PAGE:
AGENT OF YEAST
The escalating incidence of yeast and yeastlike fungi isolated from environmental specimens has emphasized the importance of identifying yeast isolates to the species level. With greater immunosuppression, the variety of organisms implicated in disease also expands. Isolation of other yeasts from environmentall samples is also increasing. Infections caused by many yeasts are extremely aggressive and difficult to treat. Yeast fungi can be classified into one of two groups, yeasts and yeastlike fungi. Isolates that reproduce sexually, either by forming ascospores or basidiospores, are truly yeasts. Most isolates that are not capable of sexual reproduction or whose sexual state has not yet been discovered are correctly termed yeastlike fungi.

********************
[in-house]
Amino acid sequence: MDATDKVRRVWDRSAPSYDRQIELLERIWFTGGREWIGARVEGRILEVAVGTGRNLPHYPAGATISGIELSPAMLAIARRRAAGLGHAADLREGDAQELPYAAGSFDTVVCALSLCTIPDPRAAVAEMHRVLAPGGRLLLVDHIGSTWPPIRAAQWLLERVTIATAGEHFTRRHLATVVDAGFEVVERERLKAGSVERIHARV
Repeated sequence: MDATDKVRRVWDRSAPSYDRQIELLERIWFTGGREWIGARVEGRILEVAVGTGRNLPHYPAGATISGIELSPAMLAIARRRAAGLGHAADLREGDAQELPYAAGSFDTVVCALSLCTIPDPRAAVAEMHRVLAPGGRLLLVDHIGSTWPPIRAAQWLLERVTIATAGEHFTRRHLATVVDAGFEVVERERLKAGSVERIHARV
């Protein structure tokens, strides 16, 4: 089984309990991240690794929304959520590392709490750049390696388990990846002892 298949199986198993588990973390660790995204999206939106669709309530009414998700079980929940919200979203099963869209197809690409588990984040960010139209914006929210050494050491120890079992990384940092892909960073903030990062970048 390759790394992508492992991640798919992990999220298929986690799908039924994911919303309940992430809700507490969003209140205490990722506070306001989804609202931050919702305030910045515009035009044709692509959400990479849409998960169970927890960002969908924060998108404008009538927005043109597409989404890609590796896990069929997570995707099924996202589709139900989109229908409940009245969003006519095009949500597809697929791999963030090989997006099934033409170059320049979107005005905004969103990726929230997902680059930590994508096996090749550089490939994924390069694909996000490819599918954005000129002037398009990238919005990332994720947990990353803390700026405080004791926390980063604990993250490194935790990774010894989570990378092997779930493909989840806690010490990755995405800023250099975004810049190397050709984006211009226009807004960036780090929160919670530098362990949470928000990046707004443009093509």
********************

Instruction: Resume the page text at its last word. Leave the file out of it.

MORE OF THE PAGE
Torula spp. is isolated from soil and is normal human flora in the oral cavity, urogenital area, and gastrointestinal tract. It is an opportunistic pathogen, usually eliciting disease in debilitated patients. The lungs and kidneys are primarily affected, although, the fungus can disseminate through the blood to the rest of the blood, causing gungemia and septic shock. A case of congenital transfer has been reported.
In laboratory, samples may show budding yeast cells.
Yeast isolates producing the enzyme urease can be detected easily with Christensen urea agar. The slants are inoculated and incubated at room temperature for 48 hours.
Almost all clinically encountered Torula organisms are urease-positive.